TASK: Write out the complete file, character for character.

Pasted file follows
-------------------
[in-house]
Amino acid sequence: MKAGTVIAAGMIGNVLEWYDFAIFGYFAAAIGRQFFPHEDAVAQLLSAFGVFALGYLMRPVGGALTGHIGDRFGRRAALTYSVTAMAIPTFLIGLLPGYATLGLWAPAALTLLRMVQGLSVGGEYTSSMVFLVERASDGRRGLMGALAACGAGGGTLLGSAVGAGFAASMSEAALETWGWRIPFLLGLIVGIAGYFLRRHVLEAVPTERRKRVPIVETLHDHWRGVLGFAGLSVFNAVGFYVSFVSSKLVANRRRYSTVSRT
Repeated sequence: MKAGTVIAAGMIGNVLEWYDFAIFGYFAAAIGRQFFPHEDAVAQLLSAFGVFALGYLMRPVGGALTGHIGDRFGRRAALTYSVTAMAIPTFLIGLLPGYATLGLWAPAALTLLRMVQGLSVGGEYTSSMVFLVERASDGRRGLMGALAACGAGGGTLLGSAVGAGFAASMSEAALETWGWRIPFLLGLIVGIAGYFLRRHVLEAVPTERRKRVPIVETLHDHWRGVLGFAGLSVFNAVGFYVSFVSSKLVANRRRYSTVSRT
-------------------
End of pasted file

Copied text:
[in-house]
Amino acid sequence: MKAGTVIAAGMIGNVLEWYDFAIFGYFAAAIGRQFFPHEDAVAQLLSAFGVFALGYLMRPVGGALTGHIGDRFGRRAALTYSVTAMAIPTFLIGLLPGYATLGLWAPAALTLLRMVQGLSVGGEYTSSMVFLVERASDGRRGLMGALAACGAGGGTLLGSAVGAGFAASMSEAALETWGWRIPFLLGLIVGIAGYFLRRHVLEAVPTERRKRVPIVETLHDHWRGVLGFAGLSVFNAVGFYVSFVSSKLVANRRRYSTVSRT
Repeated sequence: MKAGTVIAAGMIGNVLEWYDFAIFGYFAAAIGRQFFPHEDAVAQLLSAFGVFALGYLMRPVGGALTGHIGDRFGRRAALTYSVTAMAIPTFLIGLLPGYATLGLWAPAALTLLRMVQGLSVGGEYTSSMVFLVERASDGRRGLMGALAACGAGGGTLLGSAVGAGFAASMSEAALETWGWRIPFLLGLIVGIAGYFLRRHVLEAVPTERRKRVPIVETLHDHWRGVLGFAGLSVFNAVGFYVSFVSSKLVANRRRYSTVSRT